Exclusive NHS England plans to enable patients to request their historical GP records through the NHS App from next year, Pulse has learned.
Automatic access to patients’ prospective GP records via the NHS App is due to be switched on next month, and many GP leaders are continuing to express concerns around the workload implications of this.
But NHS England has gone further, confirming that historical access will be brought in next year, although ‘phased in carefully’ to ensure general practice is ‘not overloaded with requests.’
The RCGP has supported the access to prospective records, but chair Professor Martin Marshall said retrospective access is an ‘entirely different’ and ‘much more complex proposition, especially at a time when GP teams are working under immense workload and workforce pressures.’
He said GPs would need ‘a great deal of time’ and ‘additional support’ to prepare for records access to be extended further.
Professor Marshall added that there are ‘technical issues, such as ensuring sensitive records remain redacted when patients transfer between practices, which would need to be addressed prior to any consideration of widening historic access to records.’
He said: ‘With the prospect of a very tough winter ahead for general practice and GPs already taking on additional responsibilities, such as managing cases of long Covid and the care of patients who are on long waiting lists for hospital appointments due to pandemic backlogs, it’s impossible to see how this could be prioritised and provided by 2023.’
Phil Booth, coordinator of campaign group MedConfidential, pointed out that ‘it can be a lot of work to remove the information about other people from a person’s GP record, which is necessary because you only have a right to see your own information.’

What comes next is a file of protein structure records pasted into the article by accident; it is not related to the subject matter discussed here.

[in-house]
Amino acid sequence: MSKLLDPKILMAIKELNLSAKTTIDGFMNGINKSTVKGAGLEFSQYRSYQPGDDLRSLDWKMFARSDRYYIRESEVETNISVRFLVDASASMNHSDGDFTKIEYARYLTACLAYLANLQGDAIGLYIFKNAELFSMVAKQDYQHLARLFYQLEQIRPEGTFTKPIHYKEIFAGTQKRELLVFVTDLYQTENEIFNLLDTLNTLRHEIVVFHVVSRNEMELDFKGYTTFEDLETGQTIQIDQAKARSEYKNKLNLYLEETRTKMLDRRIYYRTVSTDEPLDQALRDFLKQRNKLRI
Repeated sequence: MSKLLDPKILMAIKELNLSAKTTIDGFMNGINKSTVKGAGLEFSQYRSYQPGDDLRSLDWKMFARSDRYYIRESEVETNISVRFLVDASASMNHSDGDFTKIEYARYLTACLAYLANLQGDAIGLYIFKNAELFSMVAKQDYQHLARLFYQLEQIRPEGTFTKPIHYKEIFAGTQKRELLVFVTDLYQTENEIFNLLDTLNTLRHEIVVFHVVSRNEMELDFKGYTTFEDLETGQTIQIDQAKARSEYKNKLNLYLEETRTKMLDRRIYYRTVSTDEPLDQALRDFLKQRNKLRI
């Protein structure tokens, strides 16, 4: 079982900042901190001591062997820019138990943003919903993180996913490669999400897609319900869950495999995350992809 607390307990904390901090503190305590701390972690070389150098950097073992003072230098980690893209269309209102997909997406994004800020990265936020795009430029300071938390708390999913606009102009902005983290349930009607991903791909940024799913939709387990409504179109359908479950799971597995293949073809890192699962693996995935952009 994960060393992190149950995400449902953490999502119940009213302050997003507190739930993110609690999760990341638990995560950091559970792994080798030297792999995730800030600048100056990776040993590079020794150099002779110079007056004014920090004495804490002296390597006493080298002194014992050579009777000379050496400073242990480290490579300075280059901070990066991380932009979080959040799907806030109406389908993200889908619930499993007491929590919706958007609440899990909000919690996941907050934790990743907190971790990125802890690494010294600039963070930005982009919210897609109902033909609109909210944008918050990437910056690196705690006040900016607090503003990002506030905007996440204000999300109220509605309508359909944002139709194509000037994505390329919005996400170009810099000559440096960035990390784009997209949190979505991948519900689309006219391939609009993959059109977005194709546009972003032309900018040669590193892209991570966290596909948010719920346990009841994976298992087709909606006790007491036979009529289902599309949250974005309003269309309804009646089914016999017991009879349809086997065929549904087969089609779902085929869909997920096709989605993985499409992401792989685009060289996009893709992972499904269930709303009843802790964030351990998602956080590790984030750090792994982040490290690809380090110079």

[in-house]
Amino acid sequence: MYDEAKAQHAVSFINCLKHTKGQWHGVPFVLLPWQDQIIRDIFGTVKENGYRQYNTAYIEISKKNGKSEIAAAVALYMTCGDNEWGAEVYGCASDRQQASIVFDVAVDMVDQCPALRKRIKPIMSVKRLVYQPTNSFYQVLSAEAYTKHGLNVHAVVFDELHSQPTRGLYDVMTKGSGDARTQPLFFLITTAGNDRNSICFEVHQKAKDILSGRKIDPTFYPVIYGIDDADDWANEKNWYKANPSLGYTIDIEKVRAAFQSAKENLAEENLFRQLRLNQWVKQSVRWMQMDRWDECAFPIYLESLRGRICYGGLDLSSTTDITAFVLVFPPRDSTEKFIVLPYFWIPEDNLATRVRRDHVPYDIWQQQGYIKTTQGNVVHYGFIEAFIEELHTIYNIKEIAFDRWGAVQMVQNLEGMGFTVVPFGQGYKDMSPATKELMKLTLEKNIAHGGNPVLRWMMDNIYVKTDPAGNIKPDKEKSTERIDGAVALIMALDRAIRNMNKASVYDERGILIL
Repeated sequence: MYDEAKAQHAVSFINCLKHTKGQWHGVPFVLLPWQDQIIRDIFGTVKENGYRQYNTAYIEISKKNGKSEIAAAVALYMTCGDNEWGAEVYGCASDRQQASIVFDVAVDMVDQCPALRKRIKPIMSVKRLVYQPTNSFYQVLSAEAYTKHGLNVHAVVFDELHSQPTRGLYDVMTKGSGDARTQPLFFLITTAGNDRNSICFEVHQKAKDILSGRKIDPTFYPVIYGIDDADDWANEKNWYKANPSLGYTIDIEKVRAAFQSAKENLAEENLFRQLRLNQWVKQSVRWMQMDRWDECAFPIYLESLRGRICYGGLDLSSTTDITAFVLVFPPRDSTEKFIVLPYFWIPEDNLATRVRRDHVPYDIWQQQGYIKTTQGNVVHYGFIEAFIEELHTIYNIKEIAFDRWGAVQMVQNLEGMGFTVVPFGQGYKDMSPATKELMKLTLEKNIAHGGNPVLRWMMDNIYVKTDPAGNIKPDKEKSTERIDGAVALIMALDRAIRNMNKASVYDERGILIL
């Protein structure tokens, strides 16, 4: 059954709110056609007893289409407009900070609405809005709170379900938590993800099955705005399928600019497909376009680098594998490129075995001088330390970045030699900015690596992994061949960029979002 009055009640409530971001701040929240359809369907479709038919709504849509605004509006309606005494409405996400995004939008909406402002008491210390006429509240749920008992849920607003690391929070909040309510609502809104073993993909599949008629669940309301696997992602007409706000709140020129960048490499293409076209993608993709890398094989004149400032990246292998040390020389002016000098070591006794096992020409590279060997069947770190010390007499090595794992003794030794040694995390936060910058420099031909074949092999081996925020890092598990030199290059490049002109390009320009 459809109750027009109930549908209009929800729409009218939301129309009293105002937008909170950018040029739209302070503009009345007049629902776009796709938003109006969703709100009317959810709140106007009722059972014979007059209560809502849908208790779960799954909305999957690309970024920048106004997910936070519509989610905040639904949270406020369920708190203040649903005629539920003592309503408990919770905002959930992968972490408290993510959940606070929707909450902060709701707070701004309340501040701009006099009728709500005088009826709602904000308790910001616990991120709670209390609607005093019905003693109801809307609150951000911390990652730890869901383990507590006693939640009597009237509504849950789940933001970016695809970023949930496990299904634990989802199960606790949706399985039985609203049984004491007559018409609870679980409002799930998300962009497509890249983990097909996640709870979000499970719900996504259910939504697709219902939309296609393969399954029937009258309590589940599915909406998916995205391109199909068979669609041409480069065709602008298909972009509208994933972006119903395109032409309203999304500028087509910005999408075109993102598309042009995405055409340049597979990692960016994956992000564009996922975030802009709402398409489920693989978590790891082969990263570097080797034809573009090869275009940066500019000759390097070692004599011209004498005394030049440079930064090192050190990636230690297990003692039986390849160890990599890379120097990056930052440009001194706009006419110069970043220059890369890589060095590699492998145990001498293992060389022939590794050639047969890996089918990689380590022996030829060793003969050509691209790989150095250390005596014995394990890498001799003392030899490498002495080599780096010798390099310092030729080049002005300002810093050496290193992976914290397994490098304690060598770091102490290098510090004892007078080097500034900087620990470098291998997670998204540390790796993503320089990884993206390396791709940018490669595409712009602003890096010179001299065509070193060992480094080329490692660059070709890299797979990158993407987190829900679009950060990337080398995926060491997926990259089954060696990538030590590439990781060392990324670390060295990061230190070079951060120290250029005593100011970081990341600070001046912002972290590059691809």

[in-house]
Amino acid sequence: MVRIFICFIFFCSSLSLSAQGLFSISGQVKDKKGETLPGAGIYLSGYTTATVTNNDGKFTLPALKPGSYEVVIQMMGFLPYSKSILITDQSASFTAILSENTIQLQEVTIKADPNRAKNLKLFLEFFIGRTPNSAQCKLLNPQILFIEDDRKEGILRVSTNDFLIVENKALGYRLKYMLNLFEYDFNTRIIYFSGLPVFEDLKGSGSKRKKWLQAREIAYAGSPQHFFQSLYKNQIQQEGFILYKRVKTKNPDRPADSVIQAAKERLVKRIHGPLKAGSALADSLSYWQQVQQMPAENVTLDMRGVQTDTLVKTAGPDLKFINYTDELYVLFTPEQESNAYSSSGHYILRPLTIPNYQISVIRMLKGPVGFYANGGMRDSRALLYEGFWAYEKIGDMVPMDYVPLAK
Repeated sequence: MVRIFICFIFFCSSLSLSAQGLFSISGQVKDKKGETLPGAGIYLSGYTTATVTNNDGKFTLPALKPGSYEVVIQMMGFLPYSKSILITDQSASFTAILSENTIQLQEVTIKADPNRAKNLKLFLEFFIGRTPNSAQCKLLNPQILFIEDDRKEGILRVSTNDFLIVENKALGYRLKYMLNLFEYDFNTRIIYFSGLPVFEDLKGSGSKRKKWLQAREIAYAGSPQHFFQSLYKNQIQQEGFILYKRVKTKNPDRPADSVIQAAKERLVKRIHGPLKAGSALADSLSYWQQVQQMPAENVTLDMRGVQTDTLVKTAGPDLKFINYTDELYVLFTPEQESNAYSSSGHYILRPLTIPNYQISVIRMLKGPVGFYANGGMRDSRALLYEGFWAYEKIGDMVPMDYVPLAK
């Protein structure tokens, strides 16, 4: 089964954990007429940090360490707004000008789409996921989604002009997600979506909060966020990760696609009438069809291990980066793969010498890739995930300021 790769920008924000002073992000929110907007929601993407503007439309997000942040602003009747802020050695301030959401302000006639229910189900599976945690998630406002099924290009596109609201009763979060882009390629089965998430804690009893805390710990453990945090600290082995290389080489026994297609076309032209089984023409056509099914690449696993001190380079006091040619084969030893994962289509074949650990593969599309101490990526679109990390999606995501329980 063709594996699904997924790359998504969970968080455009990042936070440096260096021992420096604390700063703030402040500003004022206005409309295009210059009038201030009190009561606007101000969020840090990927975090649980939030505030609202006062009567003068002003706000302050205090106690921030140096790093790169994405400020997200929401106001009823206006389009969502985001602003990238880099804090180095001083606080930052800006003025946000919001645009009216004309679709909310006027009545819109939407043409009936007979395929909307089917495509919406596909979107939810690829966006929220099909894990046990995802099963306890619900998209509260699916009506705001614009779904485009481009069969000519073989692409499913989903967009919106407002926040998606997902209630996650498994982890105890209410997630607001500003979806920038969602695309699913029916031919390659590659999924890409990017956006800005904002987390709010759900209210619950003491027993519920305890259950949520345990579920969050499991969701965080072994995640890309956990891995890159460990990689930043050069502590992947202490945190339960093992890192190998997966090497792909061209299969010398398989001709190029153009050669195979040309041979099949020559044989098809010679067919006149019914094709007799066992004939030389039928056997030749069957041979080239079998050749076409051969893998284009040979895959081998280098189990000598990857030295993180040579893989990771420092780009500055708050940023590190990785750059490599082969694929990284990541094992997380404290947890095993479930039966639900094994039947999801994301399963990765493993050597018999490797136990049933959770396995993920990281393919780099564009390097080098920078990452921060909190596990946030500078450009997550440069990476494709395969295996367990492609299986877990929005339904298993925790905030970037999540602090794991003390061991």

He said: ‘The Government seems to assume GPs will do all this work on access to people’s historic GP records for free – on top of everything else they must do.’
NHS England said enabling patients to request their historical records in 2023 through the NHS App will be ‘phased in carefully to ensure general practice is not overloaded with requests.’
It said: ‘We are not changing the need for a patient to request access to their historic information, and plan to digitise this process so that it is easier for patients and general practice.’
The change has been met with safeguarding and practice workload concern from clinical leads, with the BMA writing to NHSX last November to ‘outline concerns about the impact on patients and doctors.’
NHS England has acknowledged there may be ‘challenges for a minority,’ and said this is ‘especially true in relation to safeguarding vulnerable adults.’
It said that ‘GPs will need to consider the potential impact of each entry, including documents and test results, as they add them to a patient’s record,’ and will need to ‘know how to manage this as a change to workflow.’
Mr Booth said: ‘While patient access to their GP record is obviously a good thing in the vast majority of cases, there are some circumstances in which it can be medically unwise – or even unsafe – for a patient to be reading what their doctors are doing as they are doing it.
‘Also, a medical record can be pretty difficult to interpret, and no one at NHSE or DHSC seems to have considered the time, effort and resources it will take to support patients who need help with that.’
He added that they ‘don’t appear to have considered the possible chilling effects that “near real-time” patient access may have on clinical candour either.’
The road to automatic patient record access
NHS Digital had first intended for patients whose practices use TPP would be first to have access to new entries in their GP notes through the NHS app from December 2021 – with EMIS practices to follow this year.
But the launch date was delayed until April 2022 for both systems, after the BMA wrote to NHSX expressing its concerns about the timing of the rollout.
It was then delayed again, with NHS England recognising concerns around ‘safeguarding’, but it remained unclear when the launch would finally take place.
Under the plans, patients will not be able to make changes to their GP records at this time, although a Government white paper published in February said that plans were ‘underway’ for patients to be able to access and contribute to their shared care record.
In 2019, NHS England said GPs did not have to allow patients to access their full records if they contain sensitive information that can’t be redacted, despite contractual requirements.